Geoff: What I’m about to say will be controversial: You can go ballz-to-the-wall for short periods of time, you just have to know how to mitigate the effects of doing so. Unfortunately, 95% of people don’t know how to do that. Take “Kettlebell Muscle” for example. You’re going all out for 12 weeks. Three times a week. But there’s LOTS of recovery built into the program. The people who succeed are the ones who realize that they don’t need to try to outsmart the program.

So as I said, there can be a time and a place for it, you just have to know the time, the place, and the methods for doing so. And as I already said, 95% of people writing programs don’t know any of the three, let alone that those three things exist. Like Pavel says, anyone can make you do 1000 swings. That doesn’t take any skill whatsoever. The key is what we talked about before – “waviness of loads.”

Chris: So, muscle building using complexes…the bodybuilding gods are frowning down upon us in their tiny little slingshot speedos…why do complexes work for hypertrophy?

Geoff: I’m not going to get into the mechanisms behind them, because I don’t know them all and from what I’ve read, the jury’s still out and they can’t agree on them. The bottom line is that the tension, plus excess calories, provokes a hypertrophic response, primarily through the growth hormone and testosterone mechanisms. I once had a bodybuilder – a get up on stage, shaved, and tanned bodybuilder, pack on 30 pounds in 6 weeks using nothing but barbell complexes three days a week. So they work. And they work well.

Chris: Wow! 6 weeks? That’s amazing! Ok, here’s what everybody wants to know: What about fat loss? How effective are complexes for fat loss?

Geoff: Oh very, very effective, especially when you consider the amount of time you have to invest to get the response you’re looking for.

I’ve used complexes with almost all my clients at one stage or another in their training.

One of my clients, a 49 year old female, lost 8% bodyfat in 6 weeks using complexes – twice a week – when mixed with a fat loss diet. That’s just one example. I like to use that one because women, for some reason, automatically think (in most cases) that they need something different from men. Of course, I use complexes in “Kettlebell Burn” as well. The program progresses to them.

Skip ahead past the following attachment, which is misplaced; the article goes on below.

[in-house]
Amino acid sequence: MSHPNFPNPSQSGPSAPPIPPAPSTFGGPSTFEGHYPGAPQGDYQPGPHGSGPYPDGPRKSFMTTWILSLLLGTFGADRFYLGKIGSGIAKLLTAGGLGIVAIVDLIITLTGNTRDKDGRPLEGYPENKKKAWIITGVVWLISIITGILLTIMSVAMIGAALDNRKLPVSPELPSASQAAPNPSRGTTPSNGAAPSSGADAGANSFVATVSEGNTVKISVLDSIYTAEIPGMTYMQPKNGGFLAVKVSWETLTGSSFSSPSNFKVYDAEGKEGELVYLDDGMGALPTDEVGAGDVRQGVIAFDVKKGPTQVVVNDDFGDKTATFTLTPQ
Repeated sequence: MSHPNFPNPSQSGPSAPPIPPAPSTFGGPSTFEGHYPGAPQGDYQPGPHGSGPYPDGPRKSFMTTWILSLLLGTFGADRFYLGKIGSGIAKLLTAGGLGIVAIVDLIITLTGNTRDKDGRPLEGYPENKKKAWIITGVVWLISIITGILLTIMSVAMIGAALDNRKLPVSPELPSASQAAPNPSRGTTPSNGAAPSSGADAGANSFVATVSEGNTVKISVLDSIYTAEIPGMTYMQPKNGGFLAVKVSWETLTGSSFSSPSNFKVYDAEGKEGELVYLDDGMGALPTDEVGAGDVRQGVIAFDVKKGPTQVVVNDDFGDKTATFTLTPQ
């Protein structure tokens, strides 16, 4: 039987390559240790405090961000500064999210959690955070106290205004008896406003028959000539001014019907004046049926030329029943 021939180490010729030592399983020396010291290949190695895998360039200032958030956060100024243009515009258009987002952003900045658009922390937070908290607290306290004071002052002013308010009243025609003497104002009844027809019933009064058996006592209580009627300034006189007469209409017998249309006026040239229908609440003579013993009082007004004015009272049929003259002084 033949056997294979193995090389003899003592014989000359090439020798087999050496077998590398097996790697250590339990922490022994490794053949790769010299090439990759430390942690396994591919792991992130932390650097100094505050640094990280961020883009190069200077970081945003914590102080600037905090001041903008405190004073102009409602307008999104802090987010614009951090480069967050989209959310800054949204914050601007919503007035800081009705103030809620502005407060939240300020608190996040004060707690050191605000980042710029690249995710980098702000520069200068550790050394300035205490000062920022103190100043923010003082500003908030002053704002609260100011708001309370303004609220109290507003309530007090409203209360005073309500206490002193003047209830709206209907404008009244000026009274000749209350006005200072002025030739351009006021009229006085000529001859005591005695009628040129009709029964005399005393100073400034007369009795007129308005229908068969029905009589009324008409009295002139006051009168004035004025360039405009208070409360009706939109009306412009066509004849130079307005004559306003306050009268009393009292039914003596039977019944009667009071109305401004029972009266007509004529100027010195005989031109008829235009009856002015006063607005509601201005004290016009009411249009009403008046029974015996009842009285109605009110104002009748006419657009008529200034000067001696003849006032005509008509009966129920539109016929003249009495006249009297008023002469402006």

If I were pinched for time, or I wanted something simple, or I just didn’t want to invest that much time, energy or thought into my fat loss workouts, complexes would be THE way to go.

Are there other better methods? Yes. But none as simple or as time-efficient – and those two concepts go a long way in today’s over-programmed, over-scheduled, overwhelmed world.

Chris: Yeah, great points. I know EXACTLY what you mean – with 5 kids and two businesses, I don’t have the time or the desire to screw around with my training. Ok, the holy grail of our industry is to be able to structure a program that will get you strong, muscular, lean and fit all at the same time. Got any solutions for that?

Geoff: Well, again, since we’re on the subject, complexes and chains, in the grand scheme of things, quite possibly could be your proverbial “one-stop-shop” for all your physique needs.

You can’t quite use them year round, but, cycling them every 12-24 weeks with lower volume traditional strength programs would get the job done for sure, without much thought or effort on your part.

And shameless plug here – that’s what I’ve done for people in several of my programs – “Kettlebell Express!” and “Kettlebell Express! ULTRA” and in my latest release, “More Kettlebell Muscle” – which is 20 different kettlebell complex programs and 40 programs total when you perform them as chains – about 5 years worth when placed end to end. More than enough to keep anyone satisfied, especially if rapid fat loss is the goal. And, yes, it’ll be available shortly.

Chris: Geoff, thanks for taking the time for this interview and sharing your expertise with us. I know our readers will find it extremely helpful for their training.

Geoff: No, thank you Chris. It was a pleasure. Love talking about this stuff with you – especially the program design – it’s really the key to getting results. Hopefully more people will understand that now that you brought up its importance.